An international summit is to be held in Egypt in November, with representatives from Israel, the Palestinian Authority and the members of the Quartet - the United States, Russia, the European Union and the United Nations. According to a senior official in Jerusalem, the Israeli and PA participants will brief the Quartet over progress made in the ongoing peace talks.
The gathering is said to be the result of a compromise between the U.S., Israel and the Palestinians. In recent months U.S. Secretary of State Condoleezza Rice has been urging both sides to draft a document detailing the points of agreement in the Israeli-Palestinian negotiations. She suggested they compile an "inventory" detailing progress on each of the core issues, such as Jerusalem, borders, refugees' right of return, security, settlements and water rights.
Israel opposed Rice's suggestion and argued that it would set the talks back. "It would make each side harden its stance to appear as though it has made no concessions," the Israeli source said. "Finally, Foreign Minister Tzipi Livni managed to persuade her Palestinian counterpart, the head of the PA negotiating team, Ahmed Qureia, to reject the inventory idea."
Instead, the parties agreed on to give a detailed briefing to the Quartet. The Israeli and PA negotiators believe that would be less binding and would allow issues to be presented more freely.
Quartet representatives met with their Arab League counterparts in New York last week and approved the proposed Israeli and Palestinian briefing. Also, Quartet members decided to hold a peace summit in Moscow next spring.
Meanwhile, the Israeli source said the November summit will probably take place in Sharm el-Sheikh on the anniversary of last year's Annapolis summit. Quartet representatives, including its Middle East envoy, former British prime minister Tony Blair, will participate as well as officials from Jordan and Egypt.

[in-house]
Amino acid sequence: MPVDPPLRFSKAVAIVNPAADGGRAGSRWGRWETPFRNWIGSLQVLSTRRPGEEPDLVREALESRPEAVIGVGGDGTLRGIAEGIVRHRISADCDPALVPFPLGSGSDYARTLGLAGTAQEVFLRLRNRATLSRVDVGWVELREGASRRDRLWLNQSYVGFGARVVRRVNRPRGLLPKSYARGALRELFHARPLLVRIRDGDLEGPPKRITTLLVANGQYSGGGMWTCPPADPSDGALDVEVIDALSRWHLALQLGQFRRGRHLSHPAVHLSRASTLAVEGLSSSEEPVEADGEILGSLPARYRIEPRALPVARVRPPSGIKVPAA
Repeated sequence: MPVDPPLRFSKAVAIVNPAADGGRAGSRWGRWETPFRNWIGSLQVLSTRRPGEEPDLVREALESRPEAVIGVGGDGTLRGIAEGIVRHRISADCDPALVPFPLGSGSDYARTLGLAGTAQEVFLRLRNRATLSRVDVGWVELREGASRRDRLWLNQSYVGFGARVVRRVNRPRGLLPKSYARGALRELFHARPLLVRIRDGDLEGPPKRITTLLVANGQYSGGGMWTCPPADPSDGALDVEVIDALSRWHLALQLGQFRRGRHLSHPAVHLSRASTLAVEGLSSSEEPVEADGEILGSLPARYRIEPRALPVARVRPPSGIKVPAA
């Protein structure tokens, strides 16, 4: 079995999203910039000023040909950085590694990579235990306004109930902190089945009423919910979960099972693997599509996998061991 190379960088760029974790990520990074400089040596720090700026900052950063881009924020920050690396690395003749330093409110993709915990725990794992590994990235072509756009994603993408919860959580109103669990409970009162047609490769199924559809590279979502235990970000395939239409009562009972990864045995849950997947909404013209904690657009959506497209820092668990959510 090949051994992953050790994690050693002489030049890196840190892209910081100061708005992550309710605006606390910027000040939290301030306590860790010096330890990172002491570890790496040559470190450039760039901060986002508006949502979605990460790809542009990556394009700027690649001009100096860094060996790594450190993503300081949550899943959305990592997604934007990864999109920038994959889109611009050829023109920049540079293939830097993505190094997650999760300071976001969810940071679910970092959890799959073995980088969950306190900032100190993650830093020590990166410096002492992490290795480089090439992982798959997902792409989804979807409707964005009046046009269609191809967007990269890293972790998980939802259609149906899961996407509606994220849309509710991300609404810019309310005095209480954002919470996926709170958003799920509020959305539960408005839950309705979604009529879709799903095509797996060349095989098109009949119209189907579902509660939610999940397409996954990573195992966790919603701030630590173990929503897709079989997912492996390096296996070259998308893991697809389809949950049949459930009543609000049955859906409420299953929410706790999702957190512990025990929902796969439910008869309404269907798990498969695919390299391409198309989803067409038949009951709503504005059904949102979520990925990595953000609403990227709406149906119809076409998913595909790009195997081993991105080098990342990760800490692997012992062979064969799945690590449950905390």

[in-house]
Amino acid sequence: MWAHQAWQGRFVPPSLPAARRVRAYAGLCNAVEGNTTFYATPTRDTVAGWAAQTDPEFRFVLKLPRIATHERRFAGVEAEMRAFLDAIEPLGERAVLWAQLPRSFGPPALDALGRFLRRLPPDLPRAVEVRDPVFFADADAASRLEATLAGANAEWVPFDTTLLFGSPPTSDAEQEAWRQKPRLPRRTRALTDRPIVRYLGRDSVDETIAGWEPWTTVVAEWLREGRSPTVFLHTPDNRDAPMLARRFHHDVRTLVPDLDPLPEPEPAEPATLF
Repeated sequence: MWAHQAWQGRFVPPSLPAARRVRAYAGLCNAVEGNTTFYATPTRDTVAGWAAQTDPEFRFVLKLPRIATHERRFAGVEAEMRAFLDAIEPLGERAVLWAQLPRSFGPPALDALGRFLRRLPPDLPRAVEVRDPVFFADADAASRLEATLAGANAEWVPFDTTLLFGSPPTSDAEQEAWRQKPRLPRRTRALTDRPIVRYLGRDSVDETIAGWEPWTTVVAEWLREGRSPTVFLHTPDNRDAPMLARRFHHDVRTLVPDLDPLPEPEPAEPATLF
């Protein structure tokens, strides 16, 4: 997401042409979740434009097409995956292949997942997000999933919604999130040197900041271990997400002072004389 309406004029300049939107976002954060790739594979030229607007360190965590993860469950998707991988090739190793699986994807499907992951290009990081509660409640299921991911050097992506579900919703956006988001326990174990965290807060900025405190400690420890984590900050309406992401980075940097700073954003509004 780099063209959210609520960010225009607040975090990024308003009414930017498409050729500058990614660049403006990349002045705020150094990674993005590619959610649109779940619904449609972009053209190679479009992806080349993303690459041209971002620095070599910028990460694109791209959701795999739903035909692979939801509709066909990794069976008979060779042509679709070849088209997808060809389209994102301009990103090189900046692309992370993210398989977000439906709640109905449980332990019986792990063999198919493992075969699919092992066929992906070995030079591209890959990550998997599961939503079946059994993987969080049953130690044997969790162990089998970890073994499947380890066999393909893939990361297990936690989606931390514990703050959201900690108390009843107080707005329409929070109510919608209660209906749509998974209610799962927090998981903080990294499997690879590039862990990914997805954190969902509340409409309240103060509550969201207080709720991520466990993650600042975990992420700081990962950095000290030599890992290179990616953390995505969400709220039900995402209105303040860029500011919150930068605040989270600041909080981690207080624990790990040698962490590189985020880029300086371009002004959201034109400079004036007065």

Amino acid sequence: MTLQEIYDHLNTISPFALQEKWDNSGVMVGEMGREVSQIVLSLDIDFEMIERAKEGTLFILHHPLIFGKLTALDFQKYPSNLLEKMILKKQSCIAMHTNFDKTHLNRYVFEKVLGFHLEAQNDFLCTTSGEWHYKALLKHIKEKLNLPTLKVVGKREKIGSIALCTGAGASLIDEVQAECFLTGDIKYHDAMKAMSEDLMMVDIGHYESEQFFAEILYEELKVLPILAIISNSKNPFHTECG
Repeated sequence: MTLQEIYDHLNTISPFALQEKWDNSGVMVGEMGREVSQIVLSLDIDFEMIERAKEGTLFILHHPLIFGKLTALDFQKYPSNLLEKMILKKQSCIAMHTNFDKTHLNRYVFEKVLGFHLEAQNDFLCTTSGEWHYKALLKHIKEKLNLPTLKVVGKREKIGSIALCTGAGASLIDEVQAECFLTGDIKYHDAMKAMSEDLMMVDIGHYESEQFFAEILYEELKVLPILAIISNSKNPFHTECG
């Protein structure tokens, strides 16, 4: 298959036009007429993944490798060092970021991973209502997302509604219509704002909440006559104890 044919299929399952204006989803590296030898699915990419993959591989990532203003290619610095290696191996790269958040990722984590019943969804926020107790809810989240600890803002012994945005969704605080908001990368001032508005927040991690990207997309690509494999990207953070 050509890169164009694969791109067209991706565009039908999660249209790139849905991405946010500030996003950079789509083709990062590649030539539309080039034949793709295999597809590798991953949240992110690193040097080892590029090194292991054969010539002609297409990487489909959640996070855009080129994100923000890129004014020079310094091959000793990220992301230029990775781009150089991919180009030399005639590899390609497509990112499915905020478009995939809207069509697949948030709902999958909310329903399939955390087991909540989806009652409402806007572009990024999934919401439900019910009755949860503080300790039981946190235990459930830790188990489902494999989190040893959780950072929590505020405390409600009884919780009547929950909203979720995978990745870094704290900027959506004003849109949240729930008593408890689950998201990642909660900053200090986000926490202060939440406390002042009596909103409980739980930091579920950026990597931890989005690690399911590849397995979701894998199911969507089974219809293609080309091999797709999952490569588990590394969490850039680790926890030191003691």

The political turmoil in Israel following the resignation of Ehud Olmert as prime minister is hampering attempts to determine the level of representation at the summit. If Livni becomes prime minister then the heads of states of other participating countries will also be required to attend. Another issue that must be reconciled before the summit is held is the difference in opinion between Livni and Olmert, who have each been holding independent talks with Palestinians.
Olmert, who has met with Palestinian President Mahmoud Abbas every two to three weeks, has proposed that Palestinians receive 93 percent of the West Bank, and Israeli territory amounting to 5.5 percent of the West Bank as part of a land swap. According to the proposal, Israel will accept a few thousand Palestinian refugees within its borders on humanitarian grounds over a 10-year period. Olmert proposed that the issue of Jerusalem be put on hold and discussed in cooperation with the international community. Abbas apparently opposes the proposal at this point.
At the same time, Livni has been holding talks with Qureia aimed at trying to reach a detailed final status agreement. While the two sides made little progress over the core issues they have agreed on a broad range of issues such as water and the economy. Both Livni and Qureia categorically rejected Olmert's proposal.
The Annapolis summit was held on November 27, 2007, in the U.S., with participants from about 40 countries, including Saudi Arabia, Syria and Indonesia.
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